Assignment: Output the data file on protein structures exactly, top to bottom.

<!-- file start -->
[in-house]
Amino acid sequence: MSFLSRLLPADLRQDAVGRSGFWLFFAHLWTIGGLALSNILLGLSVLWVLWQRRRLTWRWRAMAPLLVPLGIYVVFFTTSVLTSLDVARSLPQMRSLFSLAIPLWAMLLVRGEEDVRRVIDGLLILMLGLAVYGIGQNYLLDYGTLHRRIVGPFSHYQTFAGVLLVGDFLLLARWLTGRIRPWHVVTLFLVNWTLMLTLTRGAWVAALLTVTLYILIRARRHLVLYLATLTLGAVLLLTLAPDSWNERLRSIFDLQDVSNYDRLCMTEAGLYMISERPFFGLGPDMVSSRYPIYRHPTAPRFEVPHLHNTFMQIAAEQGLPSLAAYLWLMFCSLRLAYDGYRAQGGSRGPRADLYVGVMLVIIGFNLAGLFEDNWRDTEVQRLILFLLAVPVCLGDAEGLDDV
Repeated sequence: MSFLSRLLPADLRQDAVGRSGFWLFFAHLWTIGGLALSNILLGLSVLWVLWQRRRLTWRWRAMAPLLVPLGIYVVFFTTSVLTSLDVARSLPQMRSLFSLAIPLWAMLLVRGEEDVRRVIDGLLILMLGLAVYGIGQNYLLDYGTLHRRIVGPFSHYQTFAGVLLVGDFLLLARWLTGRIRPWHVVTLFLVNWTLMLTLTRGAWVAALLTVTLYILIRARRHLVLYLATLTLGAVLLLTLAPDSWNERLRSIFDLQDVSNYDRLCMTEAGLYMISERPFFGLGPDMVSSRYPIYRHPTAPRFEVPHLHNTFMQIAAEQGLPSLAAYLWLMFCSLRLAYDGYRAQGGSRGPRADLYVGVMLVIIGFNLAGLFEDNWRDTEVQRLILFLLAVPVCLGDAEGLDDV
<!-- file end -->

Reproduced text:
[in-house]
Amino acid sequence: MSFLSRLLPADLRQDAVGRSGFWLFFAHLWTIGGLALSNILLGLSVLWVLWQRRRLTWRWRAMAPLLVPLGIYVVFFTTSVLTSLDVARSLPQMRSLFSLAIPLWAMLLVRGEEDVRRVIDGLLILMLGLAVYGIGQNYLLDYGTLHRRIVGPFSHYQTFAGVLLVGDFLLLARWLTGRIRPWHVVTLFLVNWTLMLTLTRGAWVAALLTVTLYILIRARRHLVLYLATLTLGAVLLLTLAPDSWNERLRSIFDLQDVSNYDRLCMTEAGLYMISERPFFGLGPDMVSSRYPIYRHPTAPRFEVPHLHNTFMQIAAEQGLPSLAAYLWLMFCSLRLAYDGYRAQGGSRGPRADLYVGVMLVIIGFNLAGLFEDNWRDTEVQRLILFLLAVPVCLGDAEGLDDV
Repeated sequence: MSFLSRLLPADLRQDAVGRSGFWLFFAHLWTIGGLALSNILLGLSVLWVLWQRRRLTWRWRAMAPLLVPLGIYVVFFTTSVLTSLDVARSLPQMRSLFSLAIPLWAMLLVRGEEDVRRVIDGLLILMLGLAVYGIGQNYLLDYGTLHRRIVGPFSHYQTFAGVLLVGDFLLLARWLTGRIRPWHVVTLFLVNWTLMLTLTRGAWVAALLTVTLYILIRARRHLVLYLATLTLGAVLLLTLAPDSWNERLRSIFDLQDVSNYDRLCMTEAGLYMISERPFFGLGPDMVSSRYPIYRHPTAPRFEVPHLHNTFMQIAAEQGLPSLAAYLWLMFCSLRLAYDGYRAQGGSRGPRADLYVGVMLVIIGFNLAGLFEDNWRDTEVQRLILFLLAVPVCLGDAEGLDDV